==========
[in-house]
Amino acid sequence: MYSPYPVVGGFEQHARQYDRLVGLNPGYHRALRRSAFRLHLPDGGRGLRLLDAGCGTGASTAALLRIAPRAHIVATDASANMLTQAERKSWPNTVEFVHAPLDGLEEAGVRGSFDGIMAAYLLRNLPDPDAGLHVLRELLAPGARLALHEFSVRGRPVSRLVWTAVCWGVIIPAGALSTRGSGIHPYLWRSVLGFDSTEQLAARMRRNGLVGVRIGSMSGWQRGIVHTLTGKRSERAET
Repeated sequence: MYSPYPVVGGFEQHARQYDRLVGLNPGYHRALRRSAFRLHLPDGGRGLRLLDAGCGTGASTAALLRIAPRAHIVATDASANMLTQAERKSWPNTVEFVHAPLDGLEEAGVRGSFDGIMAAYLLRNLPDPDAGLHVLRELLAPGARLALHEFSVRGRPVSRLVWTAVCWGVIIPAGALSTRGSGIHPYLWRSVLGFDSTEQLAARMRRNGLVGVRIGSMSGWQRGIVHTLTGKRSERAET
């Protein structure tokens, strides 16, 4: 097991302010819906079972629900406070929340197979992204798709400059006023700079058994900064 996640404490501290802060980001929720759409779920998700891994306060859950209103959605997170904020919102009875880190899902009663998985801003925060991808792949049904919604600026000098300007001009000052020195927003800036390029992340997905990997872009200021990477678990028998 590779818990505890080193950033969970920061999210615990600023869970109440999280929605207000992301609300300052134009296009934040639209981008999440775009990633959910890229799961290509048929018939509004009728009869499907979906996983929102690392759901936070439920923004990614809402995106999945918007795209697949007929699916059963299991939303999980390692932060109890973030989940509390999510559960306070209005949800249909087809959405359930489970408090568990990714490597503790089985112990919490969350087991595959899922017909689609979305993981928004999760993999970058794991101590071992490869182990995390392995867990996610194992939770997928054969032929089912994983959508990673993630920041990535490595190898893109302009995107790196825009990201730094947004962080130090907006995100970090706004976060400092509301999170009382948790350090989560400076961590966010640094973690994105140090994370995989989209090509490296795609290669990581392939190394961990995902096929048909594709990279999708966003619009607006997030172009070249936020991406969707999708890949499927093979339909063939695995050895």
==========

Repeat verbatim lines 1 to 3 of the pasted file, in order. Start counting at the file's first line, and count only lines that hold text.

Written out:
[in-house]
Amino acid sequence: MYSPYPVVGGFEQHARQYDRLVGLNPGYHRALRRSAFRLHLPDGGRGLRLLDAGCGTGASTAALLRIAPRAHIVATDASANMLTQAERKSWPNTVEFVHAPLDGLEEAGVRGSFDGIMAAYLLRNLPDPDAGLHVLRELLAPGARLALHEFSVRGRPVSRLVWTAVCWGVIIPAGALSTRGSGIHPYLWRSVLGFDSTEQLAARMRRNGLVGVRIGSMSGWQRGIVHTLTGKRSERAET
Repeated sequence: MYSPYPVVGGFEQHARQYDRLVGLNPGYHRALRRSAFRLHLPDGGRGLRLLDAGCGTGASTAALLRIAPRAHIVATDASANMLTQAERKSWPNTVEFVHAPLDGLEEAGVRGSFDGIMAAYLLRNLPDPDAGLHVLRELLAPGARLALHEFSVRGRPVSRLVWTAVCWGVIIPAGALSTRGSGIHPYLWRSVLGFDSTEQLAARMRRNGLVGVRIGSMSGWQRGIVHTLTGKRSERAET